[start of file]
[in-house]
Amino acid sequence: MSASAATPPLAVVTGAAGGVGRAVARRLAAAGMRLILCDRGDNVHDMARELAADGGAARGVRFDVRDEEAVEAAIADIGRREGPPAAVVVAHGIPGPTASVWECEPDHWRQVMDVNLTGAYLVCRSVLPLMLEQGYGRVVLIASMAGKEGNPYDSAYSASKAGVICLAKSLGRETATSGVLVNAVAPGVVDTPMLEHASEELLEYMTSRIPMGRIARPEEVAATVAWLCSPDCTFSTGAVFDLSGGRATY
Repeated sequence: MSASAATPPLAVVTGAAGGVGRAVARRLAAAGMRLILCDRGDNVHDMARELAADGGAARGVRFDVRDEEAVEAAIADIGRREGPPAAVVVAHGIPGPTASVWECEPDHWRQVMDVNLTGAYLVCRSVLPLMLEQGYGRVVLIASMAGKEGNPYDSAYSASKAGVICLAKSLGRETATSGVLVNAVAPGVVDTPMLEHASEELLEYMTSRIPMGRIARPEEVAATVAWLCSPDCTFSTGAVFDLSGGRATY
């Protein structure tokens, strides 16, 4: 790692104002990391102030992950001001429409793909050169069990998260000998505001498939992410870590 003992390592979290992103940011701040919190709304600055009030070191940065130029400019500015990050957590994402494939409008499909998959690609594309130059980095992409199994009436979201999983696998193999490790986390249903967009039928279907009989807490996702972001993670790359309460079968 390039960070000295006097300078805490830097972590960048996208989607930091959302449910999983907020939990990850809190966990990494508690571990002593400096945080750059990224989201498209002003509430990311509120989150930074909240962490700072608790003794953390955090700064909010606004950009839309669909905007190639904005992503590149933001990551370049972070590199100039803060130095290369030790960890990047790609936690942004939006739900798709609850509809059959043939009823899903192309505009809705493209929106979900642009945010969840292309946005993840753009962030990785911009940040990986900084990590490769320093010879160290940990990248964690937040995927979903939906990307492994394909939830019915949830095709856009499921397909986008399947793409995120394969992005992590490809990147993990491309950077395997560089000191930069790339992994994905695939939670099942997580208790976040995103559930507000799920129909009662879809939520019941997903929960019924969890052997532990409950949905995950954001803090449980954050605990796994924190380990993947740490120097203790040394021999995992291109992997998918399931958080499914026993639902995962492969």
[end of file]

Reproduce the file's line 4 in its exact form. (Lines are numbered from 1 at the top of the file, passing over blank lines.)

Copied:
């Protein structure tokens, strides 16, 4: 790692104002990391102030992950001001429409793909050169069990998260000998505001498939992410870590 003992390592979290992103940011701040919190709304600055009030070191940065130029400019500015990050957590994402494939409008499909998959690609594309130059980095992409199994009436979201999983696998193999490790986390249903967009039928279907009989807490996702972001993670790359309460079968 390039960070000295006097300078805490830097972590960048996208989607930091959302449910999983907020939990990850809190966990990494508690571990002593400096945080750059990224989201498209002003509430990311509120989150930074909240962490700072608790003794953390955090700064909010606004950009839309669909905007190639904005992503590149933001990551370049972070590199100039803060130095290369030790960890990047790609936690942004939006739900798709609850509809059959043939009823899903192309505009809705493209929106979900642009945010969840292309946005993840753009962030990785911009940040990986900084990590490769320093010879160290940990990248964690937040995927979903939906990307492994394909939830019915949830095709856009499921397909986008399947793409995120394969992005992590490809990147993990491309950077395997560089000191930069790339992994994905695939939670099942997580208790976040995103559930507000799920129909009662879809939520019941997903929960019924969890052997532990409950949905995950954001803090449980954050605990796994924190380990993947740490120097203790040394021999995992291109992997998918399931958080499914026993639902995962492969």